The turtles of today’s oceans might only wish to be as powerful as their more popular animated kin. It’s not sewer rats and mutants that these reptiles are up against. This time, the foes they face brandish nets instead of knives and the turtles remain helpless against them.
A recent study — the first of its kind — that highlighted the effects of fishing bycatch on turtle populations, revealed devastating news for the species.
Bycatch occurs as you would expect, when fishing boats use nets or lines that ensnare unwanted materials, or animals in this case, for their catch. Turtles, which must surface to breathe, become trapped in the lines and suffocate to death. With only 1% of the fishing fleets taking part in the study, it is estimated that the total numbers of turtles killed in bycatch over the past two decades may surpass millions.
Aside from the havoc this practice has reaped upon the turtle population, it speaks volumes to the status of the oceans as a whole. As one of the longest living species in the ocean, the health of the turtle population serves as good indicator of the status of the oceans themselves. If turtles are thriving so are the oceans, and vice-versa.
Unregulated fishing has taken a serious toll on our waters. The great tragedy of the turtles lies in the fact that most of their entrappers do not aim to fish turtles. Considered a waste of time and money, they are discarded as trash along with any other such bycatch that might happen into their nets.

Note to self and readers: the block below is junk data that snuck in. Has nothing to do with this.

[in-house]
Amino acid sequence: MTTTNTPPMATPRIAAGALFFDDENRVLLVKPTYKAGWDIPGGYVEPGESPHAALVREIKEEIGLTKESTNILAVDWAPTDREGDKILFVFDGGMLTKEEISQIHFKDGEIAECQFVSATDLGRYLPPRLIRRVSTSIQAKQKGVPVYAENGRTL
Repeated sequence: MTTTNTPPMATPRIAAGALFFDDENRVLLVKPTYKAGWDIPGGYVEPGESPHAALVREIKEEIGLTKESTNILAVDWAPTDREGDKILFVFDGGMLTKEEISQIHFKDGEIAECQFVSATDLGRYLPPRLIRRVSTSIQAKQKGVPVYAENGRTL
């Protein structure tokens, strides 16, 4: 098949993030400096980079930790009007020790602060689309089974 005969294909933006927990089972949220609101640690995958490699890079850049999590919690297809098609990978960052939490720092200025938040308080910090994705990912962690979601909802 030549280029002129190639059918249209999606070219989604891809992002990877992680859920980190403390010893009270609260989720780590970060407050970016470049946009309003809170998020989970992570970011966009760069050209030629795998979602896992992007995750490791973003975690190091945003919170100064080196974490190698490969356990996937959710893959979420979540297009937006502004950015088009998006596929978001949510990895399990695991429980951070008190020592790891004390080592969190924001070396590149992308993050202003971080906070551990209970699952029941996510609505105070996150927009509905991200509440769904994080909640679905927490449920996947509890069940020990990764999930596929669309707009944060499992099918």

Even worse, it’s not as if these methods are the only options. Just as dolphin-safe nets were introduced in the 90s, so have turtle-safe nets been introduced today — their implementation simply has not been monitored to the proper level. These safer methods include circular hooks instead of the traditional J-hooks, as well as turtle excluding devices that the larger reptiles can escape from. The technology is available, it just has not been enforced or monitored.
With oil spills, increasing temperatures, over-fishing, rising mercury levels, reef damage and any other number of atrocities being exercised upon our oceans, it’s perhaps questionable as to whether we can focus on a particular species or region. That being said, some turtle populations have declined more than 75% in the past two decades.
Sea turtles have survived epochs of environmental change and evolution, and their demise would only highlight a significant change in the oceanic ecosystem, and not for the positive. If we want our children to look at our Teenage Mutant Ninja Turtle action figures and not peer up at us in wonder as to what these foreign creatures might be, it’s time to take action and ensure that fisheries use the materials available to them that have the least amount of impact on our environment.